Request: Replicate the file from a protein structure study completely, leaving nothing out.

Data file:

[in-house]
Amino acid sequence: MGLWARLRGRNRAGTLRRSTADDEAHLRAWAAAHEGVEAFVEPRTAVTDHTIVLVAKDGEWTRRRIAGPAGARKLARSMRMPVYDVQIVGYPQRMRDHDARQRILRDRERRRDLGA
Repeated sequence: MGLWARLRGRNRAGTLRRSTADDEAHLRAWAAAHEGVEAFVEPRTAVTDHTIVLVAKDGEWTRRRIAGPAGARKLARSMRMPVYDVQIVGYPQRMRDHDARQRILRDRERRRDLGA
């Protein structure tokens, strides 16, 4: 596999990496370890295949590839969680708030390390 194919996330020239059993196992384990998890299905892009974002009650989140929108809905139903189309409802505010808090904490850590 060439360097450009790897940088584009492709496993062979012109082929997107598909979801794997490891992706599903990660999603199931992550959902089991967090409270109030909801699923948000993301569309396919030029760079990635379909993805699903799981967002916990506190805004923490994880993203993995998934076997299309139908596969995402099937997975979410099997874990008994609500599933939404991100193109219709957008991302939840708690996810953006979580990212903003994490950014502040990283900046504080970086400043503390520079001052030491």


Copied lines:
[in-house]
Amino acid sequence: MGLWARLRGRNRAGTLRRSTADDEAHLRAWAAAHEGVEAFVEPRTAVTDHTIVLVAKDGEWTRRRIAGPAGARKLARSMRMPVYDVQIVGYPQRMRDHDARQRILRDRERRRDLGA
Repeated sequence: MGLWARLRGRNRAGTLRRSTADDEAHLRAWAAAHEGVEAFVEPRTAVTDHTIVLVAKDGEWTRRRIAGPAGARKLARSMRMPVYDVQIVGYPQRMRDHDARQRILRDRERRRDLGA
């Protein structure tokens, strides 16, 4: 596999990496370890295949590839969680708030390390 194919996330020239059993196992384990998890299905892009974002009650989140929108809905139903189309409802505010808090904490850590 060439360097450009790897940088584009492709496993062979012109082929997107598909979801794997490891992706599903990660999603199931992550959902089991967090409270109030909801699923948000993301569309396919030029760079990635379909993805699903799981967002916990506190805004923490994880993203993995998934076997299309139908596969995402099937997975979410099997874990008994609500599933939404991100193109219709957008991302939840708690996810953006979580990212903003994490950014502040990283900046504080970086400043503390520079001052030491």